Tag Archive for: live case demonstration


Article of the month: The surgical spectacle

Every week the Editor-in-Chief selects the Article of the Week from the current issue of BJUI. The abstract is reproduced below and you can click on the button to read the full article, which is freely available to all readers for at least 30 days from the time of this post.

In addition to the article itself, there is an accompanying editorial written by a prominent member of the urological community. This blog is intended to provoke comment and discussion and we invite you to use the comment tools at the bottom of each post to join the conversation.

If you only have time to read one article this week, it should be this one.

The surgical spectacle: a survey of urologists viewing live case demonstrations

Sammy E. Elsamra, Mathew Fakhoury, Hector Motato, Justin I. Friedlander, Daniel M. Moreira, Joel Hillelsohn, Brian Duty, Zeph Okeke and Arthur D. Smith

The Arthur Smith Institute for Urology, Hofstra North Shore-LIJ School of Medicine, New Hyde Park, NY, USA


• To evaluate perspectives of urologists viewing live case demonstrations (LCD) and taped case demonstrations (TCD).


• A 15-question anonymous survey was distributed to attendees of the live surgery session at the American Urological Association 2012 national meeting (Atlanta) and the second International Challenges in Endourology meeting (Paris).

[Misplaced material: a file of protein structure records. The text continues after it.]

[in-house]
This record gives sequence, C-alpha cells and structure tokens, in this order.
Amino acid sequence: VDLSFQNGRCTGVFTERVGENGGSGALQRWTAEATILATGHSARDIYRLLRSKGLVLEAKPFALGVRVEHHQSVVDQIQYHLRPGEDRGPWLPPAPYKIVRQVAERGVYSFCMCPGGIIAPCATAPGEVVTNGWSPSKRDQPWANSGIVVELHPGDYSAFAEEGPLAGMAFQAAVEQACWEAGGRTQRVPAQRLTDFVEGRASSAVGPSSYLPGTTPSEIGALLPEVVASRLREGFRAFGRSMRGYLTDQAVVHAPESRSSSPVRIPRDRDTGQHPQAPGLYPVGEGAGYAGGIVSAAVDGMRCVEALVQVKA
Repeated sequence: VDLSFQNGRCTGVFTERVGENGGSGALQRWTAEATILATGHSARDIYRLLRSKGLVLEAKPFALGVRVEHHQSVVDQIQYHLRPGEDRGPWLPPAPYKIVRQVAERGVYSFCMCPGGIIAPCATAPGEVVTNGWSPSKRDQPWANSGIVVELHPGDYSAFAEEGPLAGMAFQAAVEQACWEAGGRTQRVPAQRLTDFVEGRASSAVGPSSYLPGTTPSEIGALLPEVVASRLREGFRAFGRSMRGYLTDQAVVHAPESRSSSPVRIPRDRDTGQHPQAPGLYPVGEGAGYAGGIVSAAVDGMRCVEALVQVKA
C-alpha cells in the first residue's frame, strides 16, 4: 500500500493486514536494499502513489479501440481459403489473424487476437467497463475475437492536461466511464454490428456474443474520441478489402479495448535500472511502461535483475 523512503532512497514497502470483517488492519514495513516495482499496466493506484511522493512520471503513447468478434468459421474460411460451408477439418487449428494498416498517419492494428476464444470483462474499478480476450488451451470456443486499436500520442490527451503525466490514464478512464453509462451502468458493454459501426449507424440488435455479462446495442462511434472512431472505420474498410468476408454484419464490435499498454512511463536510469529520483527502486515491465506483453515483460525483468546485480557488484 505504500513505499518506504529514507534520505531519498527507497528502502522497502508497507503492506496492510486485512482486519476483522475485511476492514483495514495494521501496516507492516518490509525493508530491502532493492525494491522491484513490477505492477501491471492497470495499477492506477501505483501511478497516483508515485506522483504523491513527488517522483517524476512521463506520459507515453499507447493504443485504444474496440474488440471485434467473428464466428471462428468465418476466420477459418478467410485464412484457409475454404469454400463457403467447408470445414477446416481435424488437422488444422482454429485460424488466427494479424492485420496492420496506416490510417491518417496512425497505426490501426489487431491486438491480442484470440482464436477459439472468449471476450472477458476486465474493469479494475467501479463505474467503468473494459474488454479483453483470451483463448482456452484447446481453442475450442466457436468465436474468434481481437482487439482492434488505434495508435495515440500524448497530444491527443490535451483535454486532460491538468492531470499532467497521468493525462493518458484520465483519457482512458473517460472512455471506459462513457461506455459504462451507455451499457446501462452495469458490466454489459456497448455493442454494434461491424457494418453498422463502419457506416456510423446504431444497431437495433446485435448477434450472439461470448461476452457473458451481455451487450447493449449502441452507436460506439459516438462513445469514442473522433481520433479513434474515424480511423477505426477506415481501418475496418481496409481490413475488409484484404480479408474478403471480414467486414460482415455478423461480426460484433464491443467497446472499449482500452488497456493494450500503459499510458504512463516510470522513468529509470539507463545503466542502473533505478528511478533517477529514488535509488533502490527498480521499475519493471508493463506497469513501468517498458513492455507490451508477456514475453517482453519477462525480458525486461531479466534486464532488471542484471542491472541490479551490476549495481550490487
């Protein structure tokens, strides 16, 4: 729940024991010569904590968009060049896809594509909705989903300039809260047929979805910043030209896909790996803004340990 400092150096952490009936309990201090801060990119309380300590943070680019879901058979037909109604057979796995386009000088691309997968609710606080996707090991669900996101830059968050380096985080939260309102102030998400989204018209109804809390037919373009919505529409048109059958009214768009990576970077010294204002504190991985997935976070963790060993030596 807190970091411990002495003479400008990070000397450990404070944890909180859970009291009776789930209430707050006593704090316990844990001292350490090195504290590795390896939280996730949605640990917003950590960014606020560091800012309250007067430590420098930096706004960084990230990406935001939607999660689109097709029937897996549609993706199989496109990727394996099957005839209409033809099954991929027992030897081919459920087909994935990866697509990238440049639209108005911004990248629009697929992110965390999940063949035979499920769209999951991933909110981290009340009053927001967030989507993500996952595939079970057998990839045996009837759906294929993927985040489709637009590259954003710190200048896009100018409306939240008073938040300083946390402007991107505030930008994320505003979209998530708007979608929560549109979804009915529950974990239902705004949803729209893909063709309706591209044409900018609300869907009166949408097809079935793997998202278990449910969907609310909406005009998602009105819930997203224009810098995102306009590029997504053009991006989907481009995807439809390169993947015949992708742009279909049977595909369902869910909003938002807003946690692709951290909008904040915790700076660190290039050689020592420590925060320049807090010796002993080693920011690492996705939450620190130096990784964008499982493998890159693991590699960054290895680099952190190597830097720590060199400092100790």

• Of 1000 surveys distributed, 253 were returned completed (response rate 25%). Nearly half of respondents were in the academic practice setting and nearly 75% were beyond training.

• Just over 30% had performed a LCD previously. The perceived benefit of an LCD was greater than unedited and edited videos (chi-squared P = 0.014 and P < 0.001, respectively). Nearly no one selected ‘not helpful’ and a few selected ‘minimally helpful’ for any of the three forms of demonstration.

• Most respondents identified that opportunity to ask questions (61%) and having access to the full unedited version (72%), two features inherent to LCD, improved upon the educational benefit of edited videos.

• Most (78%) identified LCD as ethical. However, those that did not perceived lower educational benefit from LCD (P = 0.019).

• A slim majority (58%) would allow themselves or a family member to be a patient of a LCD and the vast majority (86%) plan to transfer knowledge gained at the LCD session into their practice.


• Urologists who attended these LCD sessions identified LCDs as beneficial and applicable to their practice.

• LCDs are preferred over videos. The large majority considers LCD ethical, although not as many would volunteer themselves for LCD.

• Further studies are necessary to determine if there is actual benefit from LCD over TCD to patient care.


Editorial: Do live case demonstrations have a future in surgical education?